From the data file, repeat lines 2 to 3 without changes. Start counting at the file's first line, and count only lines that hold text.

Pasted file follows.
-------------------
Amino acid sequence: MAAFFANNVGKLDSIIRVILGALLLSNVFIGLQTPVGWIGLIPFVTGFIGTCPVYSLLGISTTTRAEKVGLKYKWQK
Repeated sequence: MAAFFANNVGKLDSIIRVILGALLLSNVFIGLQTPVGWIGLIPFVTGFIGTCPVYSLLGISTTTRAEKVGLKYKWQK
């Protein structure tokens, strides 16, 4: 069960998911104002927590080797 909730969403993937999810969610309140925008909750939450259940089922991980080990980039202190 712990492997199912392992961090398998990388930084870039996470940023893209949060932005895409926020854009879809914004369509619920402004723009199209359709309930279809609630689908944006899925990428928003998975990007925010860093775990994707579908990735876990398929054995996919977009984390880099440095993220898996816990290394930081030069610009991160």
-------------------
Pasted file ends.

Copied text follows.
Repeated sequence: MAAFFANNVGKLDSIIRVILGALLLSNVFIGLQTPVGWIGLIPFVTGFIGTCPVYSLLGISTTTRAEKVGLKYKWQK
């Protein structure tokens, strides 16, 4: 069960998911104002927590080797 909730969403993937999810969610309140925008909750939450259940089922991980080990980039202190 712990492997199912392992961090398998990388930084870039996470940023893209949060932005895409926020854009879809914004369509619920402004723009199209359709309930279809609630689908944006899925990428928003998975990007925010860093775990994707579908990735876990398929054995996919977009984390880099440095993220898996816990290394930081030069610009991160």